Bosnia and Herzegovina is expected to address 14 key priorities from the Commission's Opinion on its EU membership application, with only some steps taken so far.  As regards Kosovo, limited progress was made on EU related reforms and it is important that Kosovo authorities redouble their efforts to advance on the European path, including through the implementation of the Stabilisation and Association Agreement.

The Commission also adopted today a comprehensive Economic and Investment Plan for the Western Balkans, which aims to spur the long-term recovery of the region, a green and digital transition, foster economic regional cooperation, boost economic growth and support reforms required to move forward on the EU path.

Turkey

Turkey remains a key partner for the European Union. However, Turkey has continued to move further away from the European Union with serious backsliding in the areas of democracy, rule of law, fundamental rights and the independence of the judiciary. As stated by the Council in 2018 and 2019, Turkey's accession negotiations have effectively come to a standstill and no further chapters can be considered for opening or closing. The report presented today confirms that the underlying facts leading to this assessment still hold, despite the government's repeated commitment to the objective of EU accession. Dialogue and cooperation with Turkey have continued, in particular on addressing challenges related to migration, despite concerns over the events at the Greek-Turkish border in March 2020. The reports also outlines how Turkey's foreign policy increasingly collided with the EU priorities under the Common Foreign and Security Policy.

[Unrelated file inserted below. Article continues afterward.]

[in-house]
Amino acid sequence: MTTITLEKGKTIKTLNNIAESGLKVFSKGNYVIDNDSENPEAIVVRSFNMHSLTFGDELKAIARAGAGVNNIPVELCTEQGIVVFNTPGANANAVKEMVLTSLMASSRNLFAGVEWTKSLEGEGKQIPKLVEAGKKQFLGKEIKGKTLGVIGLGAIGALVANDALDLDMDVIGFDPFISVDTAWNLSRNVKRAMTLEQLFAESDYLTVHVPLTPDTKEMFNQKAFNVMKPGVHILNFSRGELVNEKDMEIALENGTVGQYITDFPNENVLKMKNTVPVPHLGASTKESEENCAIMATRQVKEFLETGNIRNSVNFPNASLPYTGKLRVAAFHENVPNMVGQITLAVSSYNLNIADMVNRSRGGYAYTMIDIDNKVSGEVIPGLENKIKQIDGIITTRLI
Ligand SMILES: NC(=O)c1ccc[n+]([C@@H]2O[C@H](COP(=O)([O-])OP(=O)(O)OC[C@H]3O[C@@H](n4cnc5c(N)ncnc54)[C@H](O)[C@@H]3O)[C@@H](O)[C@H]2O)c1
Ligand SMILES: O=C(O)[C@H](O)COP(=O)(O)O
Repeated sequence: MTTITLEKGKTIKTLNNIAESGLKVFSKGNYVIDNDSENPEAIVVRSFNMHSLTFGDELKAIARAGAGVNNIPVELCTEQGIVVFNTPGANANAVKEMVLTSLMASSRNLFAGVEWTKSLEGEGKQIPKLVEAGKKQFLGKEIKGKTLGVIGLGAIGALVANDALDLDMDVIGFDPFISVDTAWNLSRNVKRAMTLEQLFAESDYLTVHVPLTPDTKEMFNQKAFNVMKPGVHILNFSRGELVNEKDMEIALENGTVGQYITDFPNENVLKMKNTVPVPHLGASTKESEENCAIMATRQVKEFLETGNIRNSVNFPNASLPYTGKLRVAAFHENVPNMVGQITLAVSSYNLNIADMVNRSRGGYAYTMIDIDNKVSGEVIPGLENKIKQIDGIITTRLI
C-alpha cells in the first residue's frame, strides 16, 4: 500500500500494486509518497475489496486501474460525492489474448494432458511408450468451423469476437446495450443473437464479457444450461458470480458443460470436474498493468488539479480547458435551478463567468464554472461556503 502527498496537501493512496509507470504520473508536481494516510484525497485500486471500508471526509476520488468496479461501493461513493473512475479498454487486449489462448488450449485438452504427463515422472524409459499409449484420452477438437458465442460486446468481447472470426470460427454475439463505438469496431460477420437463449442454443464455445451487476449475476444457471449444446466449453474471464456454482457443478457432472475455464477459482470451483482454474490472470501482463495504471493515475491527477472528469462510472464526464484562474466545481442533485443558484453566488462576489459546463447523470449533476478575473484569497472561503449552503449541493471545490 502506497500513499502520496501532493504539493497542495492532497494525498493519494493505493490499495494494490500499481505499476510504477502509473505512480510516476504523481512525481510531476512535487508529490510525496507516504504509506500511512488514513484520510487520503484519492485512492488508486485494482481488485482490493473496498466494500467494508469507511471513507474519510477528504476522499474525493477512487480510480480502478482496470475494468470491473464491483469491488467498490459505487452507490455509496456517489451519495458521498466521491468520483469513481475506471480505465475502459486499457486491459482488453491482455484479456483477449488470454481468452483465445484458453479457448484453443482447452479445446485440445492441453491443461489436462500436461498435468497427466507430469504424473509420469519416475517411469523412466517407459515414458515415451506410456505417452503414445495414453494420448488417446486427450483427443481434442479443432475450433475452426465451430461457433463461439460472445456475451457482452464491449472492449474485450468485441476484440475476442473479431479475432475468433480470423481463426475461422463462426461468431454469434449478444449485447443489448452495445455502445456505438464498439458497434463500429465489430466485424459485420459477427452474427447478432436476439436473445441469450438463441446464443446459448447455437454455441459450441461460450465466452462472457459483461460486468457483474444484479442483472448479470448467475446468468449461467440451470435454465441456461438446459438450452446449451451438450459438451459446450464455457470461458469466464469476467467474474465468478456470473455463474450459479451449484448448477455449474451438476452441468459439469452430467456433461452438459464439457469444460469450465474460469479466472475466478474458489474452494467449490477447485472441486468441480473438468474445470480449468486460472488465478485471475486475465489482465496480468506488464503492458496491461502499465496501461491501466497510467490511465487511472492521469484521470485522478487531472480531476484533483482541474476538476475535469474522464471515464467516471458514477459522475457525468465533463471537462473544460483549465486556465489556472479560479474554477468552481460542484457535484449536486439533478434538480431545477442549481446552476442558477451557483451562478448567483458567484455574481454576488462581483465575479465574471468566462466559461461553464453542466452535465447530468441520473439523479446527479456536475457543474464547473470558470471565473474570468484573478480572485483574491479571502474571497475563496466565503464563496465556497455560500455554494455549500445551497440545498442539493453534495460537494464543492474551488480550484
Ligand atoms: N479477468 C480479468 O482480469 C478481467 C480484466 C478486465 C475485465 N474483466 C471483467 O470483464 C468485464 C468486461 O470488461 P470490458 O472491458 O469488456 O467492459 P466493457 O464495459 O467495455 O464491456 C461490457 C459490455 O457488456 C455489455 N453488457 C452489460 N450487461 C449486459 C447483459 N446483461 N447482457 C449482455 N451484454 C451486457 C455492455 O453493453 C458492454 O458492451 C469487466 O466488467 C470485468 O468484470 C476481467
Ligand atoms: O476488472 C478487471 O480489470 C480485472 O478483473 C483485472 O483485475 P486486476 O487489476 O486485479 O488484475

Next steps

It is now for the Council to consider the recommendations of the Commission and take decisions on the steps ahead.

Background

Enlargement process

The current enlargement agenda covers the partners of the Western Balkans and Turkey. Accession negotiations have been opened with Montenegro (2012), Serbia (2014), and Turkey (2005). In March 2020, Member States agreed to open accession negotiations with North Macedonia and AlbaniaBosnia and Herzegovina (application to join the EU submitted in February 2016) and Kosovo (Stabilisation and Association Agreement entered into force in April 2016) are potential candidates.

The EU accession process continues to be based on established criteria, fair and rigorous conditionality, and the principle of own merits. EU accession requires the implementation of complex reforms in a challenging environment; an objective which can only be achieved in the long term. For the process to move forward, accession candidates need, as a matter of priority, to deliver more swiftly genuine and sustainable results on key issues: the rule of law, justice reform, fight against corruption and organised crime, security, fundamental rights, functioning of democratic institutions and public administration reform, as well as on economic development and competitiveness.

Further progress on reconciliation, good neighbourly relations and regional cooperation are also of key importance.

Reporting in this year's enlargement package also reflects the proposals of the enhanced approach to the accession process. The assessments and recommendations for the partners, especially the forward-looking guidance on specific reform priorities, are even clearer and more precise. The reports provide greater transparency, including on the state of play of the accession negotiations and the extent to which fundamental reforms are being implemented. Comparative overviews of performance on the fundamentals are provided, as well as external indices to complement the Commission's assessments. Stronger contributions were solicited from Member States, who were consulted during the process and provided input and expertise, including through their Embassies on the ground. The reports also include assessments of the public political commitment of authorities to the strategic goal of EU accession.

For More Information

Commission's Communication

For detailed findings and recommendations on each partner, see:

AlbaniaMEMOReportfactograph

Bosnia and Herzegovina: MEMOReportfactograph

KosovoMEMOReportfactograph

MontenegroMEMOReportfactograph

North Macedonia: MEMOReportfactograph

SerbiaMEMOReportfactograph

TurkeyMEMOReportfactograph

For more general information